CORPSES being dismembered and disposed of, hired henchmen removing fingernails, a murder victim so battered as to be unrecognisable – it’s hard to believe this all came out of the imagination of a nice teenage girl from Winchester.

Hanna Jameson’s new novel, Something You Are, takes the reader for a walk on the very dark side. It makes sinister and sometimes very uncomfortable reading.

It would be hard to imagine a starker contrast than with its author – who was 17 when she wrote its first draft.

Now 22, Hanna is flushed with delight at the publication of her first novel, chatting enthusiastically about her inspiration (David Peace and Nick Cave), how she used to follow around bands Manic Street Preachers and Kasabian while juggling starting university with writing a novel.

She might only be in her early 20s but having her first novel published is the fruition of a goal she has been working towards for some eight years.

Hanna wrote stories from an early age and began writing with a view to being published at 14.

She finished her first novel at 15 and has been sending manuscripts out to agents ever since.

Since her early teens she has focused on writing crime fiction.

The book that she started at 14 was about a middle-aged alcoholic man who owns a nightclub.

Something You Are centres on a hired killer tracking down the murderer of an arms dealer’s daughter.

Clearly Hannah isn’t writing about her own experience!

“I don’t really know how I started coming up with the ideas,” she says.

“I like to read crime thrillers and stuff that’s exciting and has some originality. A lot of the characters are based on people I’ve met – not necessarily in that line of work but people who have interesting traits.

Other than that I read a lot of true crime and loads of books on serial killers. There was no undercover research – that would be terrifying!

Also, I’m from Winchester – I just wouldn’t know how to start going about doing that.

“It’s weird because all of my main characters have been emotionally distant screwed up middle-aged men.”

Becoming an author has always been Hanna’s ambition.

“It made sense because writing was what I was best at,” she says.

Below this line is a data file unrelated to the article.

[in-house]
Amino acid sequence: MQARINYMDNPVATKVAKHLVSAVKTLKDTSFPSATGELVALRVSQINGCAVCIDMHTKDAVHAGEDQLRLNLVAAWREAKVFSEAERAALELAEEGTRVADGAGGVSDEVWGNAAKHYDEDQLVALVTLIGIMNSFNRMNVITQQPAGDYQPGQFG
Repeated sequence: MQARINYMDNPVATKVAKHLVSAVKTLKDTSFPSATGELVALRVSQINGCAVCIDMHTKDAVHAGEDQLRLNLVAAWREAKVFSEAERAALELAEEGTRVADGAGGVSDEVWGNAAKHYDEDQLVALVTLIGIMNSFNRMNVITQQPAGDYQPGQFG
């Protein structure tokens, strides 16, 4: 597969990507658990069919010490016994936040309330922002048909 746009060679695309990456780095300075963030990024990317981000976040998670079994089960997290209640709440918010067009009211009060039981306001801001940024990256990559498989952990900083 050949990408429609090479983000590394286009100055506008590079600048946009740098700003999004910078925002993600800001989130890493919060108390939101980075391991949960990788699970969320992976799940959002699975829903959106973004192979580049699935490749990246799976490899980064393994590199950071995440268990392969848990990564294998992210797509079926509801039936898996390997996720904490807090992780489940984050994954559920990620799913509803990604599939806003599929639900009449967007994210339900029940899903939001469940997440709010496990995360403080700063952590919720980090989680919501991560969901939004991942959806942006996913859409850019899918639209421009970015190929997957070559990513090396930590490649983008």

“It took up pretty much all of my spare time. I would get home from school or college and just write. I had a lot of friends but I didn’t have much in common with anyone my own age because I found them all very young so I filled up my time with writing.”

Hannah was so devoted to her writing that despite achieving three As and a B in her A-levels at Peter Symonds College, she decided to put off university to focus on getting a book deal.

Instead she got an IT job in the NHS and filled all her spare time with writing.

“I worked full time and sent off loads of manuscripts. They all got rejected and after three years I thought ‘OK, I’ll do my plan B and go to university’.”

But shortly after being accepted at the University of Sussex to study American history and politics, in summer 2011 Hanna found an agent and three months later had a three-book deal with young publishing company Head of Zeus.

“Last year kind of just blurred into one massive ball of stress. I haven’t really been able to enjoy it until the book came out (in December). I don’t regret starting university because I’ve ended up in Brighton which is probably the best place I could be, with the best people I could be with, but the workload is horrible. When my friends say, ‘oh God, I’ve got this 2,000 word essay due in two weeks and this chapter to read,’ I’m thinking ‘I’ve got to do that AND write 100,000 words of a novel’!”

Hanna has now deferred her second year of university to allow her to focus on writing books two and three in the series.

She typically spends six to eight hours a day writing.

“If I’m really into what I’m writing, I just won’t do anything else. Making a cup of tea is quite a long break.

“It’s been difficult for me to go from writing at my own pace to being paid for it. I thought it would be easier because the money would be an incentive, but actually it’s made it more stressful. Suddenly you feel like you’re writing for other people. One thing I’ve had to really sort out over the last few months is not to start trying to write for an audience. I have to write for myself. I think if you do that people will enjoy it. It worked with the first book.”

Hanna also had to adjust to writing as a job rather than when the mood takes her.

“I’m working out how to write on demand. I’m learning how to be a professional writer and give myself a schedule, as I would any job. Once I’ve got a handle on that I think it will be a lot easier to go back to being a student and do essays.”

The reaction to Hanna’s first book, from both critics and family and friends has been extremely positive.

“No one I know has seemed that surprised at what I write. I might have been a bit worried about my dad reading certain bits but no one has judged me too harshly. I was surprised by a couple of friends who I thought would hate it and judge me for being some sort of psychopath.

"They’re the sort of people who would tell me if they didn’t like it but they’ve been really positive.”

But Hanna admits that there is a downside to immersing herself in such a murky underworld in her fiction.

“I like being able to live vicariously, especially writing in the first person,” she says.

“I go into a sort of trance when I’m writing and I feel like I experience everything I write. When I’m writing it takes me a long time to get rid of the feeling and I can take it out into the real world.

“I suddenly start to see the worst in people and imagine the worse scenarios that can happen. It puts me on edge and makes me feel really tense.”

Having read Something You Are, I know the feeling.

  •  Something You Are by Hanna Jameson is published by Head of Zeus